Well before Federal statutes were available on the Internet (see the LII's hypertext version of the U.S. Code and the searchable version on the Library of Congress Internet server, "Thomas," the California legislature passed a law providing for Internet access to its full code, and all proposed amendments. (See California Public Access Guide - 70k.) Other states followed California's lead, with and without specific legislation. Today, the full codes of ten states are accessible on the net, and statutes of two additional states are there in significant portion.
The Legal Information Institute's server provides access to these statutes in several different ways, aimed to meet the needs of those with different purposes. Our "Legal Material - By Source" document links to a collection of Constitutions, Statutes, and Codes which will take the individual seeking the California Constitution, the Indiana Code, or the New York statutes to them. That document also provides access to a topical breakdown of state statutes which permits someone looking for statutes from several states in such areas as agriculture, corporations, criminal justice, or highways to find them. A third set of documents organizes and links those state statutes that are enactments of various "Uniform State Laws" recommended by the National Conference of Commissioners on Uniform State Laws. LII Locators for Uniform Laws enacted by the states have, to date, been created for:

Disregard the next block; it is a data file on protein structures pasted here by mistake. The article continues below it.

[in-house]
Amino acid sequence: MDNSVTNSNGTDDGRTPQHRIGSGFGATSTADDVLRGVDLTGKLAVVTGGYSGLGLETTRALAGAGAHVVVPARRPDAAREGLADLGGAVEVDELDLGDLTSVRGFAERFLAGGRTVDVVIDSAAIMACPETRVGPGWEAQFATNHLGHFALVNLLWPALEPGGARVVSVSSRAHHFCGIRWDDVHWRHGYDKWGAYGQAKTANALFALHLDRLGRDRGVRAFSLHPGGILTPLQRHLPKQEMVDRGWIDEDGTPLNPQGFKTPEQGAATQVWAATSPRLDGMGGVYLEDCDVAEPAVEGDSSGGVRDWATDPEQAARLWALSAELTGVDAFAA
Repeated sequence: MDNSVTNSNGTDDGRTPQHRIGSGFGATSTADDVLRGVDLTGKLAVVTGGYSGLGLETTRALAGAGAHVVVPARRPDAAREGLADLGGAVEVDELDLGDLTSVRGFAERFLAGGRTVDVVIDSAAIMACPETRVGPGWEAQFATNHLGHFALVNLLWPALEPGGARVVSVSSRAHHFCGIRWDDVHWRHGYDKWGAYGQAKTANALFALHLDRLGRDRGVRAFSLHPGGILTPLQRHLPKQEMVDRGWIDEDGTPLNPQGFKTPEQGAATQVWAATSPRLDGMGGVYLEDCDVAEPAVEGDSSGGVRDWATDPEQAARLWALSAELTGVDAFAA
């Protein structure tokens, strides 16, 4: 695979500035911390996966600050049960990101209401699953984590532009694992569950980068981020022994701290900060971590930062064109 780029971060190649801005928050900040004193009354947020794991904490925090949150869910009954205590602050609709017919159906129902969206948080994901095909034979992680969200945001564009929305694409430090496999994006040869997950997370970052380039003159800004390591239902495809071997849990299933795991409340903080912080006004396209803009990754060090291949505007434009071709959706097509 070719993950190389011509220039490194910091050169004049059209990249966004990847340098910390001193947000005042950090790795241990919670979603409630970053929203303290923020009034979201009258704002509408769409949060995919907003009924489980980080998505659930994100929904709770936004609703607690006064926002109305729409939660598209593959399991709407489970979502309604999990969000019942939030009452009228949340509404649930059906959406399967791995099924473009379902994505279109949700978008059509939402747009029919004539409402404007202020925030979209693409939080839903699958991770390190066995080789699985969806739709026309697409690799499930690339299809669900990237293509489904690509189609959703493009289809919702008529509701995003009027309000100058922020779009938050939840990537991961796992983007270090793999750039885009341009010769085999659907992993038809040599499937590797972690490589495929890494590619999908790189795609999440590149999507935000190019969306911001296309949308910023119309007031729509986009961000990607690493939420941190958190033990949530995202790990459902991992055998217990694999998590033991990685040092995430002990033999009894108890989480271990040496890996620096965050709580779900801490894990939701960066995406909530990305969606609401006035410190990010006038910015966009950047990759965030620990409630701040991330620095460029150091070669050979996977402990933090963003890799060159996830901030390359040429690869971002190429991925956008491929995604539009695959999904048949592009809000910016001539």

The presence of this rapidly growing collection of state law permits the LII's topical organization of legal material to begin to integrate links to relevant portions of state statutes, alongside the U.S. Code and other primary material -- topic by topic.